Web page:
As Dr. Rhinesmith highlighted the research in the report intended to provide evidence to help inform initiatives such as the FCC’s Lifeline Universal Service program, which at the time was being reformed to help provide a broadband subsidy to low-income consumers. Research questions guiding the study included:

What are the key characteristics of low-cost Internet and digital literacy training programs for vulnerable populations?

What indicators do broadband adoption programs use to measure the success of their programs?

After visiting eight community-based organizations across the country, Dr. Rhinesmith identified a four-part digital inclusion strategy common to these organizations. Part of this strategy includes making low-cost computers available in addition to low-cost broadband and digital literacy training. The presentation concludes with the reminder:

The full webinar has been recorded, and you can view Dr. Rhinesmith’s slides here.

17th CIRN Proceedings

New Paper Published in CIRN Conference Proceedings

By Conference, Publications, Research, UncategorizedNo Comments

17th CIRN ProceedingsCI Lab Director, Dr. Colin Rhinesmith, Jo Dutilloy, and Susan Kennedy have a new paper in the 17th Community Informatics Research Network Conference proceedings, which are now available on the Monash University website. The Conference Proceedings were co-edited by Larry Stillman and Misita Anwar (Monash University) along with Colin and Vanessa Rhinesmith.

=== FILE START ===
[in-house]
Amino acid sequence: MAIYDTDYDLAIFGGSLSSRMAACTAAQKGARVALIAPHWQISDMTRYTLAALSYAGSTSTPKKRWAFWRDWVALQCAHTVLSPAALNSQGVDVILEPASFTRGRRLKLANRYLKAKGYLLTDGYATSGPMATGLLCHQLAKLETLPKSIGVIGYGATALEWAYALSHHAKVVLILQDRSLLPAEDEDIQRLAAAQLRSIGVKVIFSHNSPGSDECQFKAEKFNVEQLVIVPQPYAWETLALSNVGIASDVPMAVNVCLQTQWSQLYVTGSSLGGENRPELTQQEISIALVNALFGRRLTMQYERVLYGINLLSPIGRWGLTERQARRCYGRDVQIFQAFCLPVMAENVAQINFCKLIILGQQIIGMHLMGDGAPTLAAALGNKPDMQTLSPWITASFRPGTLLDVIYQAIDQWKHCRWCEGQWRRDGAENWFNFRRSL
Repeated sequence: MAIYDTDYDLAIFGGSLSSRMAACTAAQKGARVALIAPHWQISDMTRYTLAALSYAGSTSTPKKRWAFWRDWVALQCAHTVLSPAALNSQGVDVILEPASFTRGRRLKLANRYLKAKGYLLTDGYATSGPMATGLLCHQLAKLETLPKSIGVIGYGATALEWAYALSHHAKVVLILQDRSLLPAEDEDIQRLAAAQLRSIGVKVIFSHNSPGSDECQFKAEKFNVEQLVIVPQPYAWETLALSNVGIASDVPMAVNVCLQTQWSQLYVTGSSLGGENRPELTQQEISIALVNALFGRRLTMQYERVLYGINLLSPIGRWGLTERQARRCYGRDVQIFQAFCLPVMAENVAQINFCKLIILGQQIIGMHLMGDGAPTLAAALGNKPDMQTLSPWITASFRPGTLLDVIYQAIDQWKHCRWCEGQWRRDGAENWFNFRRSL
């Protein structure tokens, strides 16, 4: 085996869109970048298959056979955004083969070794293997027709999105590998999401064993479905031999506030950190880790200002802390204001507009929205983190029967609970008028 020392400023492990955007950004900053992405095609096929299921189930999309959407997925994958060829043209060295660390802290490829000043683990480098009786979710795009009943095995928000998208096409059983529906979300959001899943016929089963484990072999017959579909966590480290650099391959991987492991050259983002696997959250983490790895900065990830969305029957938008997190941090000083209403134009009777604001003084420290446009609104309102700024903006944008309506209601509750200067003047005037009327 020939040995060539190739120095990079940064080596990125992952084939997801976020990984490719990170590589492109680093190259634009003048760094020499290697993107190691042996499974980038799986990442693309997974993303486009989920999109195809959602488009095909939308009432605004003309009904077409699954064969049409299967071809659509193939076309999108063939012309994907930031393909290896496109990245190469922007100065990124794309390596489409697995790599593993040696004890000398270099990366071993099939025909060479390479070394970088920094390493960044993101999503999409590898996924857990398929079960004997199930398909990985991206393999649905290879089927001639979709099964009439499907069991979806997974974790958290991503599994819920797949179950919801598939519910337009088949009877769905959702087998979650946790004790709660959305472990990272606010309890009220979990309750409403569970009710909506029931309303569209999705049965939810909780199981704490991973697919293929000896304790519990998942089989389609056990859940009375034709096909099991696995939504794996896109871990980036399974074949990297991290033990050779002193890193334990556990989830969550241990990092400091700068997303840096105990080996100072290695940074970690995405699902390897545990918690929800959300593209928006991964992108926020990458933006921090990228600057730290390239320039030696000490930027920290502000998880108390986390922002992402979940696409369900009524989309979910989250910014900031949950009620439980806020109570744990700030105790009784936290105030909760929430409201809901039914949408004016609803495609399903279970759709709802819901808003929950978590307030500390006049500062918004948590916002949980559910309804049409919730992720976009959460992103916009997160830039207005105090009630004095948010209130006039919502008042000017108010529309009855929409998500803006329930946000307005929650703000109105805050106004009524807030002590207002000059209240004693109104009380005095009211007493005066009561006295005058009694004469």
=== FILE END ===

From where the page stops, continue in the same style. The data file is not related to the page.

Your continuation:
The paper, titled “Co-Designing an Open Source Broadband Measurement System with Public Libraries” was co-authored with several colleagues involved in the  IMLS grant funded research project, “Measuring Library Broadband Networks” grant (award #LG-71-18-0110-18).

Here is the abstract:

This paper presents findings from a participatory design workshop with public librarians and information technology practitioners to gain their insights on the development of an open source broadband measurement system for public libraries across the United States. Participatory design has been a key strategy in community informatics to engage users in the design, implementation, and evaluation of information and community technology (ICT). This engagement assumes that those most impacted by ICTs should be involved in making decisions about how these technologies are developed. While findings from previous studies have shown the value of using participatory design in community informatics projects, fewer studies have investigated how such design processes might be used to develop open-source technology systems with public libraries. Our study seeks to address this gap in the literature by focusing heavily on the participatory design elements in our data collection and analysis. Findings from our qualitative analysis of the workshop data reveal that public libraries want more knowledge of their broadband networks to better communicate with their patrons, respond to their communities’ digital needs, and justify the importance of robust internet connectivity to their funders. We believe these findings show the value of using participatory design in community informatics with public libraries, as well as the benefits of sharing co-design techniques with researchers and practitioners in the field.”